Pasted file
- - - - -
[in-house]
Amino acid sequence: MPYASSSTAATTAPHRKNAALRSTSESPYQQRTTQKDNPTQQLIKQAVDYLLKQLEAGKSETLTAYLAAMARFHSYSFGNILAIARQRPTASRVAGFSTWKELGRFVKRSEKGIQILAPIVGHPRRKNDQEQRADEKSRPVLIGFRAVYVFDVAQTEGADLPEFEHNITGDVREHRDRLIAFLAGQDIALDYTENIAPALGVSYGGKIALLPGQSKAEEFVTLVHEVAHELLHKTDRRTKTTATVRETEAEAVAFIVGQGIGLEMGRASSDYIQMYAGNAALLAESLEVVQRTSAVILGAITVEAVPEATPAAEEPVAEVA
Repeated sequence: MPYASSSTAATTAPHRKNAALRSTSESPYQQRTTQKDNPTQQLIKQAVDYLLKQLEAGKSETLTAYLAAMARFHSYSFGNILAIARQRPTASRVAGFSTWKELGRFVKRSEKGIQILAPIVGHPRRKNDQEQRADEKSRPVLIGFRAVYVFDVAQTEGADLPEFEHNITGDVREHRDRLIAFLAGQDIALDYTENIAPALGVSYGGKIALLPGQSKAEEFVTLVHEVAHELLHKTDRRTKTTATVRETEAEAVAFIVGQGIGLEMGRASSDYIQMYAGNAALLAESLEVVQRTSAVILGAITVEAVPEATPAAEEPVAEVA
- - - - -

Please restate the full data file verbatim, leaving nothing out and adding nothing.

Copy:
[in-house]
Amino acid sequence: MPYASSSTAATTAPHRKNAALRSTSESPYQQRTTQKDNPTQQLIKQAVDYLLKQLEAGKSETLTAYLAAMARFHSYSFGNILAIARQRPTASRVAGFSTWKELGRFVKRSEKGIQILAPIVGHPRRKNDQEQRADEKSRPVLIGFRAVYVFDVAQTEGADLPEFEHNITGDVREHRDRLIAFLAGQDIALDYTENIAPALGVSYGGKIALLPGQSKAEEFVTLVHEVAHELLHKTDRRTKTTATVRETEAEAVAFIVGQGIGLEMGRASSDYIQMYAGNAALLAESLEVVQRTSAVILGAITVEAVPEATPAAEEPVAEVA
Repeated sequence: MPYASSSTAATTAPHRKNAALRSTSESPYQQRTTQKDNPTQQLIKQAVDYLLKQLEAGKSETLTAYLAAMARFHSYSFGNILAIARQRPTASRVAGFSTWKELGRFVKRSEKGIQILAPIVGHPRRKNDQEQRADEKSRPVLIGFRAVYVFDVAQTEGADLPEFEHNITGDVREHRDRLIAFLAGQDIALDYTENIAPALGVSYGGKIALLPGQSKAEEFVTLVHEVAHELLHKTDRRTKTTATVRETEAEAVAFIVGQGIGLEMGRASSDYIQMYAGNAALLAESLEVVQRTSAVILGAITVEAVPEATPAAEEPVAEVA